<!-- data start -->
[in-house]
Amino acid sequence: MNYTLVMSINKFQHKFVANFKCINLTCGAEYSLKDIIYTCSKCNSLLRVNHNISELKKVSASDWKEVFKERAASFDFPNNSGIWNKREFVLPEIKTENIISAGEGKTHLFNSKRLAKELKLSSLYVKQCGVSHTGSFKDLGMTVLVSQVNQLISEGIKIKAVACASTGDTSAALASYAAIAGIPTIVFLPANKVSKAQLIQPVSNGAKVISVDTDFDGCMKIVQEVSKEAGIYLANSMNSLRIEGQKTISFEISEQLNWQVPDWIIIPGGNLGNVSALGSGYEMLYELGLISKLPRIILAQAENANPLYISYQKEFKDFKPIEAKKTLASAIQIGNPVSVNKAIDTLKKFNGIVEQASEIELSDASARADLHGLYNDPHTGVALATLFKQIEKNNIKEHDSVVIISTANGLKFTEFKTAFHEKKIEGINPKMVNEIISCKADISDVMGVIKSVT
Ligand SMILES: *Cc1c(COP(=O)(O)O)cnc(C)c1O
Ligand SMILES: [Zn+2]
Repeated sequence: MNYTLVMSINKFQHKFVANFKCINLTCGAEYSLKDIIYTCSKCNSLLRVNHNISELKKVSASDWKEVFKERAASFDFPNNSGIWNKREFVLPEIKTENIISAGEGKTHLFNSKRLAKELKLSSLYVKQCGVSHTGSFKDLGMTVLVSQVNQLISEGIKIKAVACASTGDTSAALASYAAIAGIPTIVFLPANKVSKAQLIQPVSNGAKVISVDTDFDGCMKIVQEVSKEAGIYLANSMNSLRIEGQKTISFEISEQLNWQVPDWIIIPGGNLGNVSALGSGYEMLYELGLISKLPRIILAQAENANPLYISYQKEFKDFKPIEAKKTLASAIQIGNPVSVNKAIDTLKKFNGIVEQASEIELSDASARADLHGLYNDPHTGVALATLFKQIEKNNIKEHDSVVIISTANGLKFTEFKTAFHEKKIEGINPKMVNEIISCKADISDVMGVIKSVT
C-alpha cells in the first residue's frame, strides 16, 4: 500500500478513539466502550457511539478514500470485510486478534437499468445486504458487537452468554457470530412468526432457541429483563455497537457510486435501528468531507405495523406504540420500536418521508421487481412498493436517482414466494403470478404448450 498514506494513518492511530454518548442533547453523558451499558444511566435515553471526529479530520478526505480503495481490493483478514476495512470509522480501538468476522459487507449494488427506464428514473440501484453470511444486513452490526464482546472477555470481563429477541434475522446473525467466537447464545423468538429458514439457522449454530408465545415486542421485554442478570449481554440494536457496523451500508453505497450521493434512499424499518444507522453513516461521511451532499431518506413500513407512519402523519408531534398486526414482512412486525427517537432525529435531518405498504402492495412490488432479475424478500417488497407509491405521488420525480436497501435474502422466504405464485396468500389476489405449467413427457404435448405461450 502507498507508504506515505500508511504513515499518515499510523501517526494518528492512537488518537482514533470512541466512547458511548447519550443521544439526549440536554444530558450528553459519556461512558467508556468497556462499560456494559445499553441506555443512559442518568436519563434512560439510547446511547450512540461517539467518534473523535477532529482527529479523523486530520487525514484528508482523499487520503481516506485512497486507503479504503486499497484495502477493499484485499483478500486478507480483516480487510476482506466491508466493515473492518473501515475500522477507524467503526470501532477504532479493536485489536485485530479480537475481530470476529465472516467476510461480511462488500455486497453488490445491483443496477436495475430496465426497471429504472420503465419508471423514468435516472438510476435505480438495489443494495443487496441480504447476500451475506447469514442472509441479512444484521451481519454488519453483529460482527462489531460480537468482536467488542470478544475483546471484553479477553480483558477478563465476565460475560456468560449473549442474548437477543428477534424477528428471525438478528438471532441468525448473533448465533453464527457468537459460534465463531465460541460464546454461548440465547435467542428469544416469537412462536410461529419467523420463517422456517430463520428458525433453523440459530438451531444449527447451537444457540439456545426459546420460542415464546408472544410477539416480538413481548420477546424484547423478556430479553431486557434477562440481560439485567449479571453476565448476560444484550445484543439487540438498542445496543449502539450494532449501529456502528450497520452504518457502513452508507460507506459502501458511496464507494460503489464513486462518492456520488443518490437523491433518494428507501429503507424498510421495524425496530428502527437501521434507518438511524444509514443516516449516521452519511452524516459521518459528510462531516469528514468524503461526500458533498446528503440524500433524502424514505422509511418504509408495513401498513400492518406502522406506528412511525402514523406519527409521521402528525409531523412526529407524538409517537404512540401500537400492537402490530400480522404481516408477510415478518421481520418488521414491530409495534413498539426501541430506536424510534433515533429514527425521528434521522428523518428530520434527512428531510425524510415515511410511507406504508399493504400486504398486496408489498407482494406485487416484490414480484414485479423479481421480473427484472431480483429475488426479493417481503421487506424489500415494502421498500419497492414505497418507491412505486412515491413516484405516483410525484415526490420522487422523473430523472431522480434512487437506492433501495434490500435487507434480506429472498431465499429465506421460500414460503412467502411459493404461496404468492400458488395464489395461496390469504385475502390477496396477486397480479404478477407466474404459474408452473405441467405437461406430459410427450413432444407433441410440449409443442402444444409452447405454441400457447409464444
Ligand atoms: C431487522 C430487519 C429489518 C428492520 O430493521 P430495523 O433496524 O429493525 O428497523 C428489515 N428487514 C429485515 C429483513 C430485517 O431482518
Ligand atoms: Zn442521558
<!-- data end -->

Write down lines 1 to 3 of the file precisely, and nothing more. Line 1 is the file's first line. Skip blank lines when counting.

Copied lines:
[in-house]
Amino acid sequence: MNYTLVMSINKFQHKFVANFKCINLTCGAEYSLKDIIYTCSKCNSLLRVNHNISELKKVSASDWKEVFKERAASFDFPNNSGIWNKREFVLPEIKTENIISAGEGKTHLFNSKRLAKELKLSSLYVKQCGVSHTGSFKDLGMTVLVSQVNQLISEGIKIKAVACASTGDTSAALASYAAIAGIPTIVFLPANKVSKAQLIQPVSNGAKVISVDTDFDGCMKIVQEVSKEAGIYLANSMNSLRIEGQKTISFEISEQLNWQVPDWIIIPGGNLGNVSALGSGYEMLYELGLISKLPRIILAQAENANPLYISYQKEFKDFKPIEAKKTLASAIQIGNPVSVNKAIDTLKKFNGIVEQASEIELSDASARADLHGLYNDPHTGVALATLFKQIEKNNIKEHDSVVIISTANGLKFTEFKTAFHEKKIEGINPKMVNEIISCKADISDVMGVIKSVT
Ligand SMILES: *Cc1c(COP(=O)(O)O)cnc(C)c1O